Ocular Melanoma Causes
As the team of choice for the treatment of ocular melanoma in San Diego, California Retina Associates is often asked what causes the cancer. Truthfully, our experts don’t know exactly why ocular melanoma develops. We have theories, but ocular melanoma is a mystery in many ways. What we do know is how to identify signs of the cancer in its early stages and start treatment quickly to prevent it from stealing precious eyesight.
DNA Errors in Cells
Like other cancers, ocular melanoma involves abnormal cell growth.
Melanoma develops in the cells that produce pigment, or color, called melanocytes. Many cases of melanoma affect the cells that are responsible for giving the skin its coloring. But ocular melanoma occurs in the cells that give the eyes their color. Most cases of ocular melanoma affect the uvea, or the vascular layer of the eye sandwiched between the retina and the white of the eye that contains the choroid.
At its core, melanoma occurs when the DNA of healthy eye cells develop errors. These errors cause the cells to grow and multiple uncontrollably. Instead of dying as they normally would, the mutated cells collect and form a melanoma.
Possible Genetic Link
Experts believe that genetic factors can play a role in cells becoming cancerous. Individuals that carry a certain gene that makes them predisposed to cancer are at a higher risk of developing the cancer than those that do not carry the gene.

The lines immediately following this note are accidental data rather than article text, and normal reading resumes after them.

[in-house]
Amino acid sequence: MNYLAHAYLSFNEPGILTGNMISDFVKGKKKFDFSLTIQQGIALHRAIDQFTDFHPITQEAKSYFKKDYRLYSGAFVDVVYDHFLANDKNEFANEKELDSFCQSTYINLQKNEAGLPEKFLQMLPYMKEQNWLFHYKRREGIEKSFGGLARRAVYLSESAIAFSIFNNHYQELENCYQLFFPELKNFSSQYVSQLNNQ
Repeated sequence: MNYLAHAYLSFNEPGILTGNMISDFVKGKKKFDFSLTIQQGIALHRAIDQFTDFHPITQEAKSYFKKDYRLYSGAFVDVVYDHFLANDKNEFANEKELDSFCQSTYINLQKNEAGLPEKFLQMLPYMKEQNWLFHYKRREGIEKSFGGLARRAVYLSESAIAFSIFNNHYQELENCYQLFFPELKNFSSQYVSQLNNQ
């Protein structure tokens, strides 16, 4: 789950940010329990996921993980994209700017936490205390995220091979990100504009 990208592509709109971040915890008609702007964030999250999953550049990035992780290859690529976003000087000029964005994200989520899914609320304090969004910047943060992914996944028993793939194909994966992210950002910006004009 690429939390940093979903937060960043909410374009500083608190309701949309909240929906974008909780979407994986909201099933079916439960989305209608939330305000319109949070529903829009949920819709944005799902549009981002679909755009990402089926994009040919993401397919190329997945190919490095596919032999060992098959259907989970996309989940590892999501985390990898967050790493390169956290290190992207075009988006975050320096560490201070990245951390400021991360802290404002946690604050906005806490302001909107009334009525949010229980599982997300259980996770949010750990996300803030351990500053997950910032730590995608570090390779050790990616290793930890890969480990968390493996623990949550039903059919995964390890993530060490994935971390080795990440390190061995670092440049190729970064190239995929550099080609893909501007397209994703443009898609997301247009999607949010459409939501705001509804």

Does Sun Damage Lead to Ocular Melanoma?
Subcutaneous melanoma, or melanoma of the cells that give the skin its pigment, has been linked to sun damage from natural sunlight or artificial light (like that used in tanning beds). However, there is not an overwhelming body of research to show that sun exposure can cause ocular melanoma. Some studies indicate that UV light can increase the risk, but this is not conclusive.
Early Diagnosis and Treatment Intervention
When ocular melanoma is caught in its early stages and treated, the outlook is very good. Although ocular melanoma cannot be completely cured, tumors can be treated with radiation or surgically removed. Because early detection and treatment is important, California Retina Associates encourages all patients to be aware of the symptoms of ocular melanoma, including blurry vision or sudden loss of vision, floaters or flashes of light or a growing dark spot on the eye’s iris.
On the other hand, when ocular melanoma is not caught early, it can jeopardize not only the eyes but other areas of the body. In about half of all people that develop ocular melanoma, the cancer spreads to other organs, particularly the liver, lungs and bones. In those cases, the prognosis can be poor.
Talk to Our Ocular Melanoma Treatment Team
If you have been diagnosed with ocular melanoma or the disease runs in your family, the team at California Retina Associates can help. We offer three offices throughout San Diego County and beyond to treat eye cancer and prevent it from metastasizing to other areas of the body.
Call or email California Retina Associates today to make an appointment at our Chula Vista, La Mesa or El Centro offices.